Where Do We Go from Here?: Merida 2.0 and the Future of Mexico-U.S. Security Cooperation
The Wilson Center's Mexico Institute released a new report, "Where Do We Go from Here? Merida 2.0 and the Future of Mexico-United States Security Cooperation," as experts reflected on the experiences of the past 11 years, discussed what has worked, and suggested new approaches to future security cooperation.
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The inauguration of Mexican President Andrés Manuel López Obrador on December 1, 2018 opens a new era in the country's security relationship with the United States. For the past 11 years, the United States and Mexico have anchored that relationship in a policy of shared responsibility where increased collaboration to address common security challenges has been the hallmark. Often referred to as the Merida Initiative, the content and particular focus of the strategy has evolved with successive presidential transitions but has remained true to a central agenda of dismantling transnational organized crime; strengthening the institutional capacity of Mexico's law enforcement and security forces; improving border security; and investing in communities to prevent crime and lower violence.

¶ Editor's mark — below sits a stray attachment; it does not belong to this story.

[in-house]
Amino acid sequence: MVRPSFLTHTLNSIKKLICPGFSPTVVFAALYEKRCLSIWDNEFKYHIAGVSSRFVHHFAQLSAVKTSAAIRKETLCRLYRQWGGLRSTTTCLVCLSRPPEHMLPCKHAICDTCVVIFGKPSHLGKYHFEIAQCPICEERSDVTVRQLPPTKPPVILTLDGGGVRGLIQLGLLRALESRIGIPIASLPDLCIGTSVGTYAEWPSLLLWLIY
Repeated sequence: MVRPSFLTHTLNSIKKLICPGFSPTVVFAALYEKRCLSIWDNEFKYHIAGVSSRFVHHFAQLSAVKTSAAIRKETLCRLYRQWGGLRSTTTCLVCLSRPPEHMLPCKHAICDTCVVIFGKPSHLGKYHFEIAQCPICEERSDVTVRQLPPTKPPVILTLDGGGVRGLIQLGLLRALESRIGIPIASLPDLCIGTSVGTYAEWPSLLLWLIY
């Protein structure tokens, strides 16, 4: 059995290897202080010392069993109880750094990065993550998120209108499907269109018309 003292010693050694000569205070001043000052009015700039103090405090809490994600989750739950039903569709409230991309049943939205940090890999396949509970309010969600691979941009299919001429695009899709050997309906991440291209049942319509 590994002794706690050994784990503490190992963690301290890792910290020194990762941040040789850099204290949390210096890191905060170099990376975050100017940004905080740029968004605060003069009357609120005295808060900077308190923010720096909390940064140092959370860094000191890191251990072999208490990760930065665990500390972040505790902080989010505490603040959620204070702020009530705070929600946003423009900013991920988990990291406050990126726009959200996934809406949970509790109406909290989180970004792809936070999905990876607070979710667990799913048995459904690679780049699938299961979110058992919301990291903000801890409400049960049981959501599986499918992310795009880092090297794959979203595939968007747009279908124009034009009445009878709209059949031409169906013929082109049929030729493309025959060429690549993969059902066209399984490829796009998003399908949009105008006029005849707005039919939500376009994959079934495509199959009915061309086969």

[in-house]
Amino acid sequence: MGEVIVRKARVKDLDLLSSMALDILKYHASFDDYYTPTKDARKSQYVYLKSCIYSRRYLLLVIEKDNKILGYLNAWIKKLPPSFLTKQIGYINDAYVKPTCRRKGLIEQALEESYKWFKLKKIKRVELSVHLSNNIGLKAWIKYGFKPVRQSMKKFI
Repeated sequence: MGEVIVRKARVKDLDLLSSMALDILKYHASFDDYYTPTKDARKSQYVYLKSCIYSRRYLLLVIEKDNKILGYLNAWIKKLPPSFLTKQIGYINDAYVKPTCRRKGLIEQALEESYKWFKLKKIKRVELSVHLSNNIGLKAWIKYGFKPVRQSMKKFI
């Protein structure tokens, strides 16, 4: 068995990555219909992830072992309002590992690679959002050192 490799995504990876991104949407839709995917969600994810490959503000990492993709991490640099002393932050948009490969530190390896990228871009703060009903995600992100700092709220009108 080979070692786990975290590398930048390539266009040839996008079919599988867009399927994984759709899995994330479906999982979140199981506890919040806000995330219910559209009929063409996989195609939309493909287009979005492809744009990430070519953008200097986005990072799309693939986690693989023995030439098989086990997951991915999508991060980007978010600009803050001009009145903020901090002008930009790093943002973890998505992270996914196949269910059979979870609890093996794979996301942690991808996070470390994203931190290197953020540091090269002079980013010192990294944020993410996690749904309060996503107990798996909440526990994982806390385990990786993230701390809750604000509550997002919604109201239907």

The Wilson Center's Mexico Institute released a new report, "Where Do We Go from Here? Merida 2.0 and the Future of Mexico-United States Security Cooperation," as experts reflected on the experiences of the past 11 years; discussed what has worked; and suggested new approaches to future security cooperation.
“There needs to be a shift towards rebuilding the state at the local level.”
“Unless you rebuild the capacities locally, at both the municipal and state levels, the problem will persist. That’s what organized crime takes advantage of the weaknesses of the state at the local level.”
"Mexican law is ambitiously ambiguous for a reason, and it’s something that comes from Mexico’s colonial times; when they would receive instructions or new laws from Spain, the instruction was 'Aplíquese mas no se acate.'" [translation: 'Implement it, but don't operationalize it.']
“In the case of corruption, Mexico does not need austerity. It needs an exorcism, frankly, and by exorcism I mean an exorcist of technology – specialized training and a very strong operational foundation to go after corruption.”
“As López Obrador’s government moves forward on their agenda of wanting to address violence, corruption, [and] human rights violation, you need a functional criminal justice system.”
“One of the concerns that we have seen in the National Plan on Peace and Security is that there hasn’t been, so far, from his administration, a state of priority focusing on judicial reforms… On the contrary, it’s mostly focused on increasing penalties for crimes, which is not necessarily the best way to really get it done to the widespread of impunity in Mexico.”
The Mexico Institute seeks to improve understanding, communication, and cooperation between Mexico and the United States by promoting original research, encouraging public discussion, and proposing policy options for enhancing the bilateral relationship. A binational Advisory Board, chaired by Luis Téllez and Earl Anthony Wayne, oversees the work of the Mexico Institute. Read more